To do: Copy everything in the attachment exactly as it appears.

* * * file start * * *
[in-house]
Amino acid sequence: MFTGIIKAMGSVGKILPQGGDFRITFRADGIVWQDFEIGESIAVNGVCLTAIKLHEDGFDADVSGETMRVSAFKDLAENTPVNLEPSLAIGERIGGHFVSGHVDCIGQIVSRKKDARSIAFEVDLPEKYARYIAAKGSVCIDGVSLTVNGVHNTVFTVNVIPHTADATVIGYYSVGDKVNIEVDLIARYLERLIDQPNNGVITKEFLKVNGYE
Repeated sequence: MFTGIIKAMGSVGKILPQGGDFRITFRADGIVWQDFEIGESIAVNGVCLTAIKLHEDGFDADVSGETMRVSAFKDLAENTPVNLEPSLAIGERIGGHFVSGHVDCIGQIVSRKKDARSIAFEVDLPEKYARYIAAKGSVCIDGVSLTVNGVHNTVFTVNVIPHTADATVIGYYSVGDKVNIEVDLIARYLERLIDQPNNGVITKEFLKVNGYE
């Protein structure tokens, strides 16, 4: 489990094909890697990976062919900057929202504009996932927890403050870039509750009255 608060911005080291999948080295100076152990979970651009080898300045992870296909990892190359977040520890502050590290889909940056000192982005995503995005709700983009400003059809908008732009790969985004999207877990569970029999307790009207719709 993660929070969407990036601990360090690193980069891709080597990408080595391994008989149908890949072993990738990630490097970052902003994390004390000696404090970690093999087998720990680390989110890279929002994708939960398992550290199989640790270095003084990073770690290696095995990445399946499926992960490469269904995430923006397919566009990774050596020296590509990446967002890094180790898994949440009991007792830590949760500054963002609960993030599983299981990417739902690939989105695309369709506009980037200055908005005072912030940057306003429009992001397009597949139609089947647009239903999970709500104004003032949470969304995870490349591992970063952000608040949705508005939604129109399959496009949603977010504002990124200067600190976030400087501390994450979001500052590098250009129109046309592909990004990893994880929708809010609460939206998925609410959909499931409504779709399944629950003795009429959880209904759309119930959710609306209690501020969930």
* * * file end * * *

[in-house]
Amino acid sequence: MFTGIIKAMGSVGKILPQGGDFRITFRADGIVWQDFEIGESIAVNGVCLTAIKLHEDGFDADVSGETMRVSAFKDLAENTPVNLEPSLAIGERIGGHFVSGHVDCIGQIVSRKKDARSIAFEVDLPEKYARYIAAKGSVCIDGVSLTVNGVHNTVFTVNVIPHTADATVIGYYSVGDKVNIEVDLIARYLERLIDQPNNGVITKEFLKVNGYE
Repeated sequence: MFTGIIKAMGSVGKILPQGGDFRITFRADGIVWQDFEIGESIAVNGVCLTAIKLHEDGFDADVSGETMRVSAFKDLAENTPVNLEPSLAIGERIGGHFVSGHVDCIGQIVSRKKDARSIAFEVDLPEKYARYIAAKGSVCIDGVSLTVNGVHNTVFTVNVIPHTADATVIGYYSVGDKVNIEVDLIARYLERLIDQPNNGVITKEFLKVNGYE
């Protein structure tokens, strides 16, 4: 489990094909890697990976062919900057929202504009996932927890403050870039509750009255 608060911005080291999948080295100076152990979970651009080898300045992870296909990892190359977040520890502050590290889909940056000192982005995503995005709700983009400003059809908008732009790969985004999207877990569970029999307790009207719709 993660929070969407990036601990360090690193980069891709080597990408080595391994008989149908890949072993990738990630490097970052902003994390004390000696404090970690093999087998720990680390989110890279929002994708939960398992550290199989640790270095003084990073770690290696095995990445399946499926992960490469269904995430923006397919566009990774050596020296590509990446967002890094180790898994949440009991007792830590949760500054963002609960993030599983299981990417739902690939989105695309369709506009980037200055908005005072912030940057306003429009992001397009597949139609089947647009239903999970709500104004003032949470969304995870490349591992970063952000608040949705508005939604129109399959496009949603977010504002990124200067600190976030400087501390994450979001500052590098250009129109046309592909990004990893994880929708809010609460939206998925609410959909499931409504779709399944629950003795009429959880209904759309119930959710609306209690501020969930």